It is my personal view that the Wolverhampton council have not only acted irresponsibly, but may have acted illegally by releasing a sequence of mistruths, if not downright lies, and it really does call for some sort of enquiry.

Considering the fact that I have been writing the Compton story for what feels like decades (now finally coming to a conclusion) this leaves a serious hole in that story and that history, but I will make sure that it contains as many details as possible of this wanton destruction, so that future generations will know the truth and be able to draw their own conclusions.



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warm welcome back, MM.  Although a relatively new member, as a guest I have been reading your posts for years, and they have been greatly missed in recent times.  I wish we could get Pierre Lauwers, pcnd5584 and some others back on board.

There is also the matter of the BBC Compton(s).   So far no information is forthcoming about what will happen to the Maida Vale Compton.


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For those who didn't see the post made on a separate forum that Colin Pykett linked to, I will copy and paste it here for others to read. 

"The organ was not a theatre organ, it was concert organ, the vast majority of it is a straight instrument, capable of being used for both classical and popular music. The organ was installed in 1938 when the hall was constructed. The organ included a melotone unit as part of the specification. This was rumoured to be down to John Compton's insistence that the organ had theatre ranks, however, the organist responsible for specifying the organ did not want theatre ranks/percussion on the organ. So a melotone was added. This was soon removed by Arnold Richardson very early in the history of the organ. 

In the work done by Hawkins in 2001, a new transmission system was added to the organ, 4 theatre organ ranks and percussions were added to take place of the missing melotone. Three of the new ranks added were constructed new by Booths of Leeds, Brass Saxophone, English Horn and Kinura, as well as a Moller Tibia Clausa – which was of an enormous scale and sufficient to carry the other 56 ranks of the instrument when used in “theatrical” mode. It could be argued that these additions made the instrument more along the lines of what John Compton had intended in 1938. They certainly have been much appreciated by visiting organists as it allows for a much more flexible specification without destroying what was there originally.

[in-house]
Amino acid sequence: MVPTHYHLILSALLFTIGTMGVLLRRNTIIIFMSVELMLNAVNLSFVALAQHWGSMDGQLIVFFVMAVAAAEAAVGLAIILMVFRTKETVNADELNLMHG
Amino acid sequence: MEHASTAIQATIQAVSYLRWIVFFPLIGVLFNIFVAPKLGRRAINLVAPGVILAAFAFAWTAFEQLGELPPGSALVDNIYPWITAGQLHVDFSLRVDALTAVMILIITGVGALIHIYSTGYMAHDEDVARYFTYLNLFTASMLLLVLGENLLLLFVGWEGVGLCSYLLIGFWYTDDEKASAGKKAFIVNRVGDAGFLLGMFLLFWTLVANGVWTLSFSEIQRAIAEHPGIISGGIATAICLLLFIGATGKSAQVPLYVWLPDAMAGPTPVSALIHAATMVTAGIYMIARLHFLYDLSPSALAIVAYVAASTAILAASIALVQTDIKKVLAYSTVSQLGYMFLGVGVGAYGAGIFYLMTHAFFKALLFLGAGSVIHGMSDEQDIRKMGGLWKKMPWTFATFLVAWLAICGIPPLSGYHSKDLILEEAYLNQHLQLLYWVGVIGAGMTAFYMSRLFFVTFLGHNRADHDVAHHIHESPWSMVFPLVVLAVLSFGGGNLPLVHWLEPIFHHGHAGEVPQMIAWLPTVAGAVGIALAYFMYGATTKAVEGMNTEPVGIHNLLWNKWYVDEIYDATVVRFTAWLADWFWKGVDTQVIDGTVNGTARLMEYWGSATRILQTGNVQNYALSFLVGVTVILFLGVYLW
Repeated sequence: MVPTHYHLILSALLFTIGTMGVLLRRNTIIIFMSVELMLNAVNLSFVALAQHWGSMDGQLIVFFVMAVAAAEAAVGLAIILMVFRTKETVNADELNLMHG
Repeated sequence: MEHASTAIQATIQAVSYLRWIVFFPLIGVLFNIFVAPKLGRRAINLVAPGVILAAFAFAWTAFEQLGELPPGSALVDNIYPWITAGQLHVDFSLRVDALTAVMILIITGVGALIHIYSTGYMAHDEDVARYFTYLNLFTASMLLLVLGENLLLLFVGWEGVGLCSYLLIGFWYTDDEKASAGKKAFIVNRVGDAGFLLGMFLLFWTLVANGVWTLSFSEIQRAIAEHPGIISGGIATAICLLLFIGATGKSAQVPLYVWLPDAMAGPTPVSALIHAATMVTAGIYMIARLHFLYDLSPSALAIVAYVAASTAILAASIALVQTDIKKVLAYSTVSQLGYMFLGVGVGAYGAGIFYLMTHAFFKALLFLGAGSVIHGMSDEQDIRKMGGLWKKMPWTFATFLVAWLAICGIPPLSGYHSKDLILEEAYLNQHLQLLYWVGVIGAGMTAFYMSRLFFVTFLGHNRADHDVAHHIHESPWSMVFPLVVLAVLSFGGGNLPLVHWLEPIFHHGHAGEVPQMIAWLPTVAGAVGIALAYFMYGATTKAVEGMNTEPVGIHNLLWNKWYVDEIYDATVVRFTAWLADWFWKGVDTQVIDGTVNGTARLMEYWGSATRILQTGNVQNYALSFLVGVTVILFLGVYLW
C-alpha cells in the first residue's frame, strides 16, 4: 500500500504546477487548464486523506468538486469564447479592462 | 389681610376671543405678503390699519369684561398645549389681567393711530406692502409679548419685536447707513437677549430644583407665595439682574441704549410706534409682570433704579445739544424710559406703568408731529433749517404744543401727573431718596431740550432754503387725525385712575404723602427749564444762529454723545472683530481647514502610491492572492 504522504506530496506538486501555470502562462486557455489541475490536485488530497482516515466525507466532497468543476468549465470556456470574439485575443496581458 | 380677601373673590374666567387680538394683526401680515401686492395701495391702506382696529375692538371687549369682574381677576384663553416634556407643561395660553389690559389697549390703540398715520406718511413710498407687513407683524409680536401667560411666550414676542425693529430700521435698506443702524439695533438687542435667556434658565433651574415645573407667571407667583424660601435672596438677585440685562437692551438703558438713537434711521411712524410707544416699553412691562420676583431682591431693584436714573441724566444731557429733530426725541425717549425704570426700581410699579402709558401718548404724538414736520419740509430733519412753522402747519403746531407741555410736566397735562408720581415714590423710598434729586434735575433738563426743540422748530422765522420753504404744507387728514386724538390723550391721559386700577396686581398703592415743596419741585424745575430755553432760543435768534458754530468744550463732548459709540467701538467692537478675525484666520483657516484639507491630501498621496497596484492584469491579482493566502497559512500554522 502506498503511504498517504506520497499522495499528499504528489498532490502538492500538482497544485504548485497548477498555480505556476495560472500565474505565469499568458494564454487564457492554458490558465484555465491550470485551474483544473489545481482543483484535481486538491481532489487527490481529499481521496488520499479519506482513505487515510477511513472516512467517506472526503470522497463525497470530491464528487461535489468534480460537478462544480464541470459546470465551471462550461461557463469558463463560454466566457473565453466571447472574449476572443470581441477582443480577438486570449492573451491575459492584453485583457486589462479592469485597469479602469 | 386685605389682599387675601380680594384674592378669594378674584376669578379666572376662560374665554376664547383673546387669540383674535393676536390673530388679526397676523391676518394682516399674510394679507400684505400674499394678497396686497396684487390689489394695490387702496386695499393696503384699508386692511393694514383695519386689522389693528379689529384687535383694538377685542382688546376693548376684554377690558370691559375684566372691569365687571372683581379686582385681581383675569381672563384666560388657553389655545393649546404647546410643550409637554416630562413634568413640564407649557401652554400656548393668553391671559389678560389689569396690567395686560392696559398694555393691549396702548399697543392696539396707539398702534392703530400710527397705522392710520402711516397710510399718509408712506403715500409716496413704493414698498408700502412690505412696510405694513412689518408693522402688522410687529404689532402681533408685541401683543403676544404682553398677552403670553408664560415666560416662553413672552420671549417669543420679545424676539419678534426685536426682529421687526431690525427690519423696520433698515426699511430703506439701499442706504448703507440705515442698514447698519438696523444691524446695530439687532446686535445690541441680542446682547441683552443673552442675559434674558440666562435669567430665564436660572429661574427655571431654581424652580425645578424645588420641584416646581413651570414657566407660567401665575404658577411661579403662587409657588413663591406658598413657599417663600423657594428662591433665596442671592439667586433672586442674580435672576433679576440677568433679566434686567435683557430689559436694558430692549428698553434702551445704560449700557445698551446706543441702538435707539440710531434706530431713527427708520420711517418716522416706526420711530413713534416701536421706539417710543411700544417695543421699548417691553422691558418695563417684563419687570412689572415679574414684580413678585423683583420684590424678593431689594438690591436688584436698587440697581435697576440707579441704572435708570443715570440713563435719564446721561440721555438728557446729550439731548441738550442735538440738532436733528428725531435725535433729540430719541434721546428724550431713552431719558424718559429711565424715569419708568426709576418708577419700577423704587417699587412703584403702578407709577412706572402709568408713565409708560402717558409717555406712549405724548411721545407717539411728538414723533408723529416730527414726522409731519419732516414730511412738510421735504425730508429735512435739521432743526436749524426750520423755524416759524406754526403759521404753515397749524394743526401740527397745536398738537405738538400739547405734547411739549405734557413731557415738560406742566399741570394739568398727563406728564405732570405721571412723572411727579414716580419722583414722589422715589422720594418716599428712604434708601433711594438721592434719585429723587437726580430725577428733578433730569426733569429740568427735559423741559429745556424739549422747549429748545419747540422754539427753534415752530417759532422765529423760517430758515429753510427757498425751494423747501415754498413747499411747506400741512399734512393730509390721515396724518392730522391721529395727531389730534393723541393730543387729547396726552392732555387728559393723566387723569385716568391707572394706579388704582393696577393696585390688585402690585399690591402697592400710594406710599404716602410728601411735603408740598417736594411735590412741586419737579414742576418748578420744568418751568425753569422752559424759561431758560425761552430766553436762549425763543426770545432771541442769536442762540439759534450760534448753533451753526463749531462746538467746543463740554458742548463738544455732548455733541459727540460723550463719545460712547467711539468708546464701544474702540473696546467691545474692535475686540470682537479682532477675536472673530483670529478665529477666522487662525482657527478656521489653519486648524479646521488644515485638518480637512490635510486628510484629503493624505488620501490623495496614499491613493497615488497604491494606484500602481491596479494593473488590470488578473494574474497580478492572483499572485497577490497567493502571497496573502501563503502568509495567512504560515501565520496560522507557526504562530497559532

Let me make this clear – No changes were made to the original specification other than additions/borrowing. Nothing was removed and the original specification of the instrument was present (minus the long removed melotone). There was no new console, the console is original. The Ex Blackpool Empress Ballroom Wurlitzer console was purchased in 2004 to be connected to the organ as a secondary console. This never transpired. The Ex Empress Ballroom Wurlitzer console is now back in the Empress Ballroom. 

In 2015 it was decided that the organ would be removed from the hall. According to the council, reports showed that in the event of a fire on the stage, the organ prevented effective smoke extraction and it would not be re-installed, but it would be placed into safe storage until funding and a home could be found for it. The hall closed in late 2015 – the organ was still in use up till this point. The council had been advised by Historic England that the organ be removed before any asbestos work was carried out in the building, and for its safety during the ongoing building works in the hall. The council did not carry this out despite offers of removal to storage at no cost to the council. They chose instead to leave the instrument in situ.

In August 2018 after a long silence with regards to the future of the instrument, the council approved planning permission for the disposal of the instrument due to the assumption that the organ may possibly have been contaminated with asbestos. The pipework was apparently in poor condition and it would apparently cost £250 per pipe to test each pipe for asbestos and the council was not willing to go to this expense. 

I'll add here that the pipework was in no worse condition than that of any pipe organ of 80 years of age, it was in pretty good condition, albeit a little dusty.